Plagiarism is an unethical practice used by some individuals in academia whereby they copy other people’s work and pass it off as their own. Educational institutes and academic boards have strict anti-plagiarism policies and you can end up in deep trouble if you intentionally or unintentionally resort to these measures.
Here are a few common types of plagiarism that you should know about.
Also known as verbatim plagiarism, this refers to when you copy another author’s work word for word without crediting them. This type of plagiarism typically occurs when a chunk of text is taken directly from the source and copy-pasted on a new document without acknowledgment or attribution. The sentence structure, phrasing, and other elements are kept more or less the same as they were in the original text.
Direct plagiarism is rarely unintentional. It’s a dishonest practice and is heavily frowned upon. Most academic institutes typically take strict disciplinary actions in cases of verbatim plagiarism and consider it a serious breach of ethics and academic rules.
Self-plagiarism or auto plagiarism occurs when you reuse a significant chunk of text from your previously submitted or published work without acknowledging it. For instance, if you were to submit an old assignment after slightly restructuring your essay, it’ll still count as plagiarism even if the only person you’re copying from is you. It may not seem to be a big deal to you since it’s your own work, but repurposing old work is still unacceptable and considered plagiarism.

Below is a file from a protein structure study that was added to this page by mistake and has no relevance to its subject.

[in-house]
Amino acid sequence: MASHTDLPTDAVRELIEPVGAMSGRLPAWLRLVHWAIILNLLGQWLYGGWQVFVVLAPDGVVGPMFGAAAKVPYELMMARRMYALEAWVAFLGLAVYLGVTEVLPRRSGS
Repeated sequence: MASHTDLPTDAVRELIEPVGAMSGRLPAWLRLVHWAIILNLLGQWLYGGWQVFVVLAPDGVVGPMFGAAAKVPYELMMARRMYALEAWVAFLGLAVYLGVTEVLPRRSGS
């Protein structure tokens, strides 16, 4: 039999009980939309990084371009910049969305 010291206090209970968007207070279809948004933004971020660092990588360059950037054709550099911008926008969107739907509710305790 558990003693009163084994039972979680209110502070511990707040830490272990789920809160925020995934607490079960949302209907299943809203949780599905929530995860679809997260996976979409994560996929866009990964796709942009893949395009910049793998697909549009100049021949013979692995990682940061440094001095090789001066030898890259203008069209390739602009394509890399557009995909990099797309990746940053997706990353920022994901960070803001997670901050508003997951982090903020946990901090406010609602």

Sometimes, published authors mention ideas mentioned in their previous work to further their argument but don’t credit them in the bibliography. Even if they didn’t intend to plagiarize and were under the impression that they were just mentioning their old ideas, they still need to cite the original work to avoid auto plagiarism.
Mosaic or patchwork plagiarism is when you incorporate a bunch of passages, phrases, or ideas from multiple different sources in an attempt to create a new text. You may rephrase some of the main phrases used in the original texts and try to pass them on as your own ideas, but make no mistake about it, it’s still plagiarism.
Although detecting mosaic plagiarism is trickier because of the extensive rephrasing done in the work, plagiarism checkers can pick up on the copied words, ideas, and phrasing. Patchwork plagiarism is highly unethical and is a poor way to take credit for someone else’s research and ideas.
Contrary to popular belief, plagiarism can be accidental. Inexperienced students and authors often fall prey to accidental plagiarism because of neglect, incorrect citations, or unintentional paraphrasing.
Unfortunately, this doesn’t count for much in most academic boards. Accidental or not, it’s still plagiarism and can seriously affect your grades and your reputation.
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